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India ranks 103 in WEF’s Global Human Capital Index, behind Nepal, Sri Lanka

In a major disappointment for the country, World Economic Forum’s Global Human Capital Index has placed India at 103rd among the list of 130 countries. Apart from standing at the bottom of the heap among the G20 nations, India’s rank is the lowest among the BRICS nations. Though slightly ahead of neighbouring Bangladesh (111) and Pakistan (125), India’s position among the South Asian countries lies below Sri Lanka (70) and Bangladesh (98).

On employment gender gap, India ranks among the lowest in the world but has managed to place itself at the 65th position on the development of skills needed for the future. With clear indication towards Indians being, mostly engaged in informal or subsequent employment, WEF ranked India 118 for labour force participation among the key 35-54 year old demographic. The previous year, India was ranked 105th on the list by WEF, while Finland topped the chart.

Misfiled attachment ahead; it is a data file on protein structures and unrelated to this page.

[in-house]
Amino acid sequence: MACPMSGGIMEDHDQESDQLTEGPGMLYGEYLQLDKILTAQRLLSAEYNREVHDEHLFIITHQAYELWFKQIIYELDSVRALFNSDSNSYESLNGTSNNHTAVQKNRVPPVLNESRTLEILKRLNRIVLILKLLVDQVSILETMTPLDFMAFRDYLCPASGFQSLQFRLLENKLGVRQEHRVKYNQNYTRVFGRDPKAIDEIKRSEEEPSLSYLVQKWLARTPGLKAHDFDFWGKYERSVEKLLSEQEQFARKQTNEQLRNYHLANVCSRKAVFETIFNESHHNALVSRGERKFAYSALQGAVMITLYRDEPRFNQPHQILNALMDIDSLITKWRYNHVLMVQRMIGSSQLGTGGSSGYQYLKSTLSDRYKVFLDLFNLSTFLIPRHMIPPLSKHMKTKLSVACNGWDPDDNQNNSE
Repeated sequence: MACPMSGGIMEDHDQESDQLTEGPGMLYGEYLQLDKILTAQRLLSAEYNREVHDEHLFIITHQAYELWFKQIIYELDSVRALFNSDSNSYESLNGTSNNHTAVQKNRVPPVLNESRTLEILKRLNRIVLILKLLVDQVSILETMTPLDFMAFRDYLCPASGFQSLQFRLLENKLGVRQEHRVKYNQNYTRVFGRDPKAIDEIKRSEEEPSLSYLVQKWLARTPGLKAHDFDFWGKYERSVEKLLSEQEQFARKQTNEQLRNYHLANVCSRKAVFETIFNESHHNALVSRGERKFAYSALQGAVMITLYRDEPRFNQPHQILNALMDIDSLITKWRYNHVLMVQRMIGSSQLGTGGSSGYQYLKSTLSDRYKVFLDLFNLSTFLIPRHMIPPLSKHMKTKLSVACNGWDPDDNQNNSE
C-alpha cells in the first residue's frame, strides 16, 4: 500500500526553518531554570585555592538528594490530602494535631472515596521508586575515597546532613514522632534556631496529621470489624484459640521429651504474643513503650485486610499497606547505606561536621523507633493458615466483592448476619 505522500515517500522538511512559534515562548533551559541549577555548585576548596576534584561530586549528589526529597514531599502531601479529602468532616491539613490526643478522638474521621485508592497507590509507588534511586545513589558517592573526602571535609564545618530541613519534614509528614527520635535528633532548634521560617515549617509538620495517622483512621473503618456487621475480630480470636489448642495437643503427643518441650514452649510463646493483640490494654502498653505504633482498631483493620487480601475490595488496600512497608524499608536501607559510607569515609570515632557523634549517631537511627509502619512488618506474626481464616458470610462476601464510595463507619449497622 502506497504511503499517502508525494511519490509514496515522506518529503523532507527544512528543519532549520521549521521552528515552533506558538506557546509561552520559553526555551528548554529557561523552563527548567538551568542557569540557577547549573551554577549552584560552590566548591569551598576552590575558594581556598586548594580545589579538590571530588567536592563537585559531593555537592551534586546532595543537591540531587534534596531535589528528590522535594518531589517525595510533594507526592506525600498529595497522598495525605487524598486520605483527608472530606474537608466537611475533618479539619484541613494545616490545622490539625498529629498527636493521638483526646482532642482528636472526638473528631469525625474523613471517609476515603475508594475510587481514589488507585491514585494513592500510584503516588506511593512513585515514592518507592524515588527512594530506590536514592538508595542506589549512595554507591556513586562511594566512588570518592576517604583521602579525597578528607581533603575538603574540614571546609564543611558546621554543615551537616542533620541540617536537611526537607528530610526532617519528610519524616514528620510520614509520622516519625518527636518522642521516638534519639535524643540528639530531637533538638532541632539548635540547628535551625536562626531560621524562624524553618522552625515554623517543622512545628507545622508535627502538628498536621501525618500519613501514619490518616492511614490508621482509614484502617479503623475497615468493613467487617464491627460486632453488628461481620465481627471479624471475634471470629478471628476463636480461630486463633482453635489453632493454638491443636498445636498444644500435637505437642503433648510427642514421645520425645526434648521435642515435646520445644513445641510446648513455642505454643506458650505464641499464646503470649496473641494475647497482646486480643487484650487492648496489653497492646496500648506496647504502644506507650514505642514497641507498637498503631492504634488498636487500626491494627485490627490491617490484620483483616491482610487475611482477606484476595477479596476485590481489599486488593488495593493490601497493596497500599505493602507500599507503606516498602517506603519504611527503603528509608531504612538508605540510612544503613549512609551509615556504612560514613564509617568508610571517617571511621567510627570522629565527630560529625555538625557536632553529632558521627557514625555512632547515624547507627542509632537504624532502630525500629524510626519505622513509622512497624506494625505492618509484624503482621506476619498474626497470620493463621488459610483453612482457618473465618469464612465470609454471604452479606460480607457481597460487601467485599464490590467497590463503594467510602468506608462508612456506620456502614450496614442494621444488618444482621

Citing the factors because of which India failed to tap its human capital, WEF said, “India is held back by a number of factors, including low educational attainment (primary education attainment among 25 -54-year-olds is 110th for example) and low deployment of its human capital, meaning the skills available are not getting put to good use.”

However, asserting that India’s performance was good in the know-how parameter that measures the use of specialized skills at work, WEF mentioned, “When it comes to the development of skills needed for the future, the country fares strongly, ranking 65 out of 130. India faces a number of challenges but looks to be moving in the right direction.”

Among the BRICS nations, Russian Federation was ranked at the 16th place with China at 34th, Brazil at 77th and South Africa at 87th place. Norway topped the list this year, pushing Finland to the second position. The other top countries in the list of the Global Human Capital Index include Switzerland (3), United States (4th), Denmark (5th), Germany (6th), New Zealand (7th), Sweden (8th), Slovenia (9th) and Austria (10th).

The WEF’s list to measure the human capital rank of a country is compiled based on “the knowledge and skills people possess that enable them to create value in the global economic system”.

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